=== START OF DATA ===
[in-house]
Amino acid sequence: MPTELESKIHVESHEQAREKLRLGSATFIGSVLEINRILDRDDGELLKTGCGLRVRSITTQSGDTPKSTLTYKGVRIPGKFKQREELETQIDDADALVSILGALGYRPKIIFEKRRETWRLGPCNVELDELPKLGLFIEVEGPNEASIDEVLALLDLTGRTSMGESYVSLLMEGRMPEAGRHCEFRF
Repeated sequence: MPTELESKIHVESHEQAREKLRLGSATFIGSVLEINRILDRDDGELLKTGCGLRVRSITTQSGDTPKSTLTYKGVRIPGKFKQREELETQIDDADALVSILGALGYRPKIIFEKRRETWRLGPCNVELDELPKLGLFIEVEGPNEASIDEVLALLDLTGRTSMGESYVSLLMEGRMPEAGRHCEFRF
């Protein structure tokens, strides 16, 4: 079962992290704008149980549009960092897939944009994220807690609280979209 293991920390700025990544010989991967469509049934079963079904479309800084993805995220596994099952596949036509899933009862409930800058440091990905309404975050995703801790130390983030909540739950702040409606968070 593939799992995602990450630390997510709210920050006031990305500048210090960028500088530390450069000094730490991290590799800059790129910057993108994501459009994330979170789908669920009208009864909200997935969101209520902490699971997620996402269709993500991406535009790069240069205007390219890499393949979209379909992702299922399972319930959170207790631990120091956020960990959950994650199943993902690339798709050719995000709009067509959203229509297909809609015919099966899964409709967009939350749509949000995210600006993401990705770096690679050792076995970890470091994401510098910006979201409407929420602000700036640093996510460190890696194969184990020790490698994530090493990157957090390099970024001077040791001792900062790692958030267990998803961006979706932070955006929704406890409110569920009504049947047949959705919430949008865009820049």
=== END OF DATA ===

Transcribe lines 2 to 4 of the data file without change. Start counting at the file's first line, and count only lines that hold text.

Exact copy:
Amino acid sequence: MPTELESKIHVESHEQAREKLRLGSATFIGSVLEINRILDRDDGELLKTGCGLRVRSITTQSGDTPKSTLTYKGVRIPGKFKQREELETQIDDADALVSILGALGYRPKIIFEKRRETWRLGPCNVELDELPKLGLFIEVEGPNEASIDEVLALLDLTGRTSMGESYVSLLMEGRMPEAGRHCEFRF
Repeated sequence: MPTELESKIHVESHEQAREKLRLGSATFIGSVLEINRILDRDDGELLKTGCGLRVRSITTQSGDTPKSTLTYKGVRIPGKFKQREELETQIDDADALVSILGALGYRPKIIFEKRRETWRLGPCNVELDELPKLGLFIEVEGPNEASIDEVLALLDLTGRTSMGESYVSLLMEGRMPEAGRHCEFRF
């Protein structure tokens, strides 16, 4: 079962992290704008149980549009960092897939944009994220807690609280979209 293991920390700025990544010989991967469509049934079963079904479309800084993805995220596994099952596949036509899933009862409930800058440091990905309404975050995703801790130390983030909540739950702040409606968070 593939799992995602990450630390997510709210920050006031990305500048210090960028500088530390450069000094730490991290590799800059790129910057993108994501459009994330979170789908669920009208009864909200997935969101209520902490699971997620996402269709993500991406535009790069240069205007390219890499393949979209379909992702299922399972319930959170207790631990120091956020960990959950994650199943993902690339798709050719995000709009067509959203229509297909809609015919099966899964409709967009939350749509949000995210600006993401990705770096690679050792076995970890470091994401510098910006979201409407929420602000700036640093996510460190890696194969184990020790490698994530090493990157957090390099970024001077040791001792900062790692958030267990998803961006979706932070955006929704406890409110569920009504049947047949959705919430949008865009820049």